Brig. Gen. Gouverneur K. Warren, one of Meade’s staff officers at Gettysburg, is rightly credited with organizing the defense of Little Round Top by racing Union troops up the hill just in the nick of time to meet the Confederate assault.
But legend has it that when Warren initially reached the top of the hill he could see no sign of the enemy. Suspicious, he ordered an artillery battery to fire a shot into the woods below, which exposed a Confederate bayonet glint in the sun, alerting Warren to the Confederate presence.
This is probably a myth. Even ordering a cannon shot would have been a trick, since there were no cannons on Little Round Top when Warren arrived. In fact, that was the whole problem! There was a battery of Union cannons down in the valley below the hill and on Devil’s Den, but that was a good ways off from where Warren was located at the top of the hill.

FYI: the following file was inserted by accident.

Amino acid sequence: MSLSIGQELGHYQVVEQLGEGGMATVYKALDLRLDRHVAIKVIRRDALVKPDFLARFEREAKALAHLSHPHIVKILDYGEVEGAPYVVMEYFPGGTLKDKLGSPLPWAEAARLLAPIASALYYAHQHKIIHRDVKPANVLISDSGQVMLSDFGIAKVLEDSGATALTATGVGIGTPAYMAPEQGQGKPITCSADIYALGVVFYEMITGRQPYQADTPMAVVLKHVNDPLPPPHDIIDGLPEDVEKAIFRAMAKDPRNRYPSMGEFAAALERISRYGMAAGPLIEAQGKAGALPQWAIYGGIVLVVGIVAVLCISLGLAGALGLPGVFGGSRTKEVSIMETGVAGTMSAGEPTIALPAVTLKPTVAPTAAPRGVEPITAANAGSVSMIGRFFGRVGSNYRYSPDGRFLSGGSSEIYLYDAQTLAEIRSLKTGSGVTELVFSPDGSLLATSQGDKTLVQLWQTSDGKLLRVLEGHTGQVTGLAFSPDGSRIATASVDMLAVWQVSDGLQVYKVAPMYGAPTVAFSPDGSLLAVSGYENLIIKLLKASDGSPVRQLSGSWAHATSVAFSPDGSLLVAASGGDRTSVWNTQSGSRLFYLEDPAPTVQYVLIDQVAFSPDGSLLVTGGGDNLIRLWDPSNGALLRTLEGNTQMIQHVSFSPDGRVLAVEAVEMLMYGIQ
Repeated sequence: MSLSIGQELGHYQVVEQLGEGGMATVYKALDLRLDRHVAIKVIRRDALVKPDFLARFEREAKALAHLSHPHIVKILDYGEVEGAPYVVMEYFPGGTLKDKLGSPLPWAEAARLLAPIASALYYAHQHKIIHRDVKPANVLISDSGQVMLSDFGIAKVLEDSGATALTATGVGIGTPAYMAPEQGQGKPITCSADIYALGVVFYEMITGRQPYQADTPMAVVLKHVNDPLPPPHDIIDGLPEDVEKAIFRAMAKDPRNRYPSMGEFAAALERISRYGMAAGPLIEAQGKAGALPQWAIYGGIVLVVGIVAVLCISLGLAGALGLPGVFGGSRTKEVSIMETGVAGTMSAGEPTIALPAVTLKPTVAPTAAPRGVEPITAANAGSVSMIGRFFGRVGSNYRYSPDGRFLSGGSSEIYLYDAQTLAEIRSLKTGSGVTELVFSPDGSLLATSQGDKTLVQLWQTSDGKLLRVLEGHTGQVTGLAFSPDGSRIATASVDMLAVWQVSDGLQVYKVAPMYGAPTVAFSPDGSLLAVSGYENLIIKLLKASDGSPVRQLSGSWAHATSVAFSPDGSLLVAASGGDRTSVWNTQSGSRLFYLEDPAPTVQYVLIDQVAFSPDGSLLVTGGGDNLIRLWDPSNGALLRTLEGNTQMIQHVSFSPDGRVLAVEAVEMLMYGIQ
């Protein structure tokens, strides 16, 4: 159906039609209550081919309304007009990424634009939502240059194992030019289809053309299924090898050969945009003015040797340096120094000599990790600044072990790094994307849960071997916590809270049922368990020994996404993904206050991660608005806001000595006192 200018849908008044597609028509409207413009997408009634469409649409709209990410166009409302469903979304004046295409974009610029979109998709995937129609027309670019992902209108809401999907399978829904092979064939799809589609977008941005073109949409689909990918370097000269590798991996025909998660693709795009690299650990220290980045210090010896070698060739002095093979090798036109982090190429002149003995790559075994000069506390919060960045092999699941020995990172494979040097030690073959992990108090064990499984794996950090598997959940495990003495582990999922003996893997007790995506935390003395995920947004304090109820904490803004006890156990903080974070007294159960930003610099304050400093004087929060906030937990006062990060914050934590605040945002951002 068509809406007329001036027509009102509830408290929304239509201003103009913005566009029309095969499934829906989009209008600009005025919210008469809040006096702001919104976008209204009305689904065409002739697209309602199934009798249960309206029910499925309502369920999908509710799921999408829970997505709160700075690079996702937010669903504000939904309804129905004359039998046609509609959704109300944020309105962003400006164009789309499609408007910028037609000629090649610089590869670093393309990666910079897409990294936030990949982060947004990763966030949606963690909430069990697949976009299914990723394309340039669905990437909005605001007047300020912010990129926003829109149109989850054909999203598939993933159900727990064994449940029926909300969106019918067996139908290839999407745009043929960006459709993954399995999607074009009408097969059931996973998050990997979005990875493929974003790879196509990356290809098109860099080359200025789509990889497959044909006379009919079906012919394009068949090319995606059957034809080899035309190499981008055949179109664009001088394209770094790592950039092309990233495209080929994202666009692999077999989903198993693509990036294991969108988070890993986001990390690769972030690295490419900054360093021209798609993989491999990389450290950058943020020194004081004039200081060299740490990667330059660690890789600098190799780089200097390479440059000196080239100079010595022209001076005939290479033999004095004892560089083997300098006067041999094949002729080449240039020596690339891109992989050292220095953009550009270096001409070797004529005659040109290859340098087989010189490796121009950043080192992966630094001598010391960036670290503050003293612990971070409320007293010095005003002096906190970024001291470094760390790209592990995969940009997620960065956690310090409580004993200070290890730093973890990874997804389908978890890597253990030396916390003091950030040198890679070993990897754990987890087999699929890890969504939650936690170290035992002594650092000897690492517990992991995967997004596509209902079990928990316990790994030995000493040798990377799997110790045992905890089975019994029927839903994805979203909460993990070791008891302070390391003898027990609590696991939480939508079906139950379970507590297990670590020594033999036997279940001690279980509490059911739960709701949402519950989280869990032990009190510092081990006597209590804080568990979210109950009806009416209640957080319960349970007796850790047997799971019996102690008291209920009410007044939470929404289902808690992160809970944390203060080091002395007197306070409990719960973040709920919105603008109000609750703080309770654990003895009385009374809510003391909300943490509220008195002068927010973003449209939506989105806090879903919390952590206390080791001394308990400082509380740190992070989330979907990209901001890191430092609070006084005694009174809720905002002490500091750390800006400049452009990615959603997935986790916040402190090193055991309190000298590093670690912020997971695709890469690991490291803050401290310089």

In any case, the Confederate presence would have been easy to spot from Little Round Top. The area between Devil’s Den and Warfield Ridge was not as wooded as it is today. And the Confederates weren’t sneaking around. Once Confederate General Hood launched his attack from Warfield Ridge – almost a mile away – he made no effort to hide his advance, and it would hard to miss a battle line of 7,400 men – flags flying – heading in the direction of the Little Round Top.
Last but not least, the day was high overcast, making it unlikely that the sun would catch the glint of a bayonet.